- Sep 18 EnviroThursday - "Helping Forests Adapt to a Changing Climate"
- Sep 18 Visualities of Memory Symposium: Film "The Act of Killing"
- Sep 19 Visualities of Memory Symposium: Poster sessions and roundtable presentations/discussions
- Sep 26 Admissions Fall Sampler
- Sep 26 Inventory: New Paintings by Lisa Bergh and Andrew Nordin Opening Reception
- Oct 5 Chopin Society presents pianist Lukáš Vondráček
- Oct 9 International Roundtable
- Oct 10 Family Fest Weekend
- Oct 10 International Roundtable
- Oct 18 International Archaeology Day: "'Monuments Men (and Women):' Cultural Property in Conflict Today"
By James Mayer ’11
After Mac: Fulbright Fellowship in Turkey
In my Advanced Seminar on Conflict in the Middle East, students used video calling to discuss the political situation with people living it everyday. As a history and classics double major, I wrote an honors thesis about identity construction, exploring the connections between the past and the present. I’d spent considerable time in the Middle East, and studied in Istanbul. In many ways, Professor Andy Overman’s seminar was the culmination of my Mac experiences.
One component of the course was the academic discussion of recent developments in the Middle East, with an emphasis on historical and geographic connections. The groundbreaking events of the so-called “Arab Spring” in Tunisia, Egypt, Bahrain, Yemen, and elsewhere made for fantastic discussions.
For the second component, our class of 11 (plus Andy) met in a specially equipped room in Humanities where we used the video calling technology of Skype to dialogue with students at Tel Hai College in Kiryat Shemona, Israel. We discussed the Middle East conflict with people who experience it every day. We also “Skyped” with Wessam El-Meligi, a former visiting professor at Macalester, who now teaches at Alexandria University in Egypt. Not only did we get to hear about the Egyptian revolution firsthand from Wessam, we also observed the Tel Hai students interacting with Wessam—for many, the first Egyptian they had ever spoken to.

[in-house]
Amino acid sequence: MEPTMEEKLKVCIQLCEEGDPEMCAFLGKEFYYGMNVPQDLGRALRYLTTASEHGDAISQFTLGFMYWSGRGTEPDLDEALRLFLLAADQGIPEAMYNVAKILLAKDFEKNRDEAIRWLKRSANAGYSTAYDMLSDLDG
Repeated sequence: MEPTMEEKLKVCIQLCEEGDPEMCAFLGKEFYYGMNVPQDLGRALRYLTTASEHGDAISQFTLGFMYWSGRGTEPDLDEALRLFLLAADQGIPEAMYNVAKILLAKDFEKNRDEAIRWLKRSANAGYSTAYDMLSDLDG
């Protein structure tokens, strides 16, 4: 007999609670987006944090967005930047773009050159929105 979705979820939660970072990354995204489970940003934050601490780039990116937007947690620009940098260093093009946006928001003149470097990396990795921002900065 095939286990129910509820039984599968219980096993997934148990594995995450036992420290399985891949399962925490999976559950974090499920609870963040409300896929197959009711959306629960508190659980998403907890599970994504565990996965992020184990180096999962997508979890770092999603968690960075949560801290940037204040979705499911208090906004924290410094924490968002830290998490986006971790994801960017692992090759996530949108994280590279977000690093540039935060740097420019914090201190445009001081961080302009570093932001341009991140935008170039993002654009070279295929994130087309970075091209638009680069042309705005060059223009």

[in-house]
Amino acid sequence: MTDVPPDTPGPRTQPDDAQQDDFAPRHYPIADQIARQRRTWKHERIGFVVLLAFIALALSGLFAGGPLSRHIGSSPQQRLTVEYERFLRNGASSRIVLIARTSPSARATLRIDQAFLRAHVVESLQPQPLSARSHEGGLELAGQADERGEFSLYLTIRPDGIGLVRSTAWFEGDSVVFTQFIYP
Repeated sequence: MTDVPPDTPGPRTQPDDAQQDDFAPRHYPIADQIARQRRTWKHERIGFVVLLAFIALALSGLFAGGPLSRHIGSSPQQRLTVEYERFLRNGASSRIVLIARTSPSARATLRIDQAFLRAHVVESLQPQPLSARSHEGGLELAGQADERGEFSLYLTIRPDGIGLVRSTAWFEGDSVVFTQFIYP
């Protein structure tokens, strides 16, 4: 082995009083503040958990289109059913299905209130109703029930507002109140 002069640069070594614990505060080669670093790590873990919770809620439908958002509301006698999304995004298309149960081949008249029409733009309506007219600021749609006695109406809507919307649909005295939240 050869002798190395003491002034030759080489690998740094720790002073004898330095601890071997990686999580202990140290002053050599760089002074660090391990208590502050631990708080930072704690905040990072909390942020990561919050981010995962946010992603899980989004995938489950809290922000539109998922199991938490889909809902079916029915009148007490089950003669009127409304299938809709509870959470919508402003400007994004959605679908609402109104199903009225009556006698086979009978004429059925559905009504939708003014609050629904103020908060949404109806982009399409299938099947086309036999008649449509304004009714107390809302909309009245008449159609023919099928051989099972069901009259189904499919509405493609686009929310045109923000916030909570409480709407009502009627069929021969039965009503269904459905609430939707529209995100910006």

Interacting weekly with Middle Eastern students and professors, who were thinking about the same questions as we were, and being able to actually see our friends from Tel Hai and Alexandria, expanded my understanding of the complexities of the conflict in the Middle East. To consume the endless stream of media about the conflict in the Middle East is not enough; it is necessary to ask questions, to be questioned yourself, to hear different perspectives, and to see people who live in the midst of this conflict their whole lives.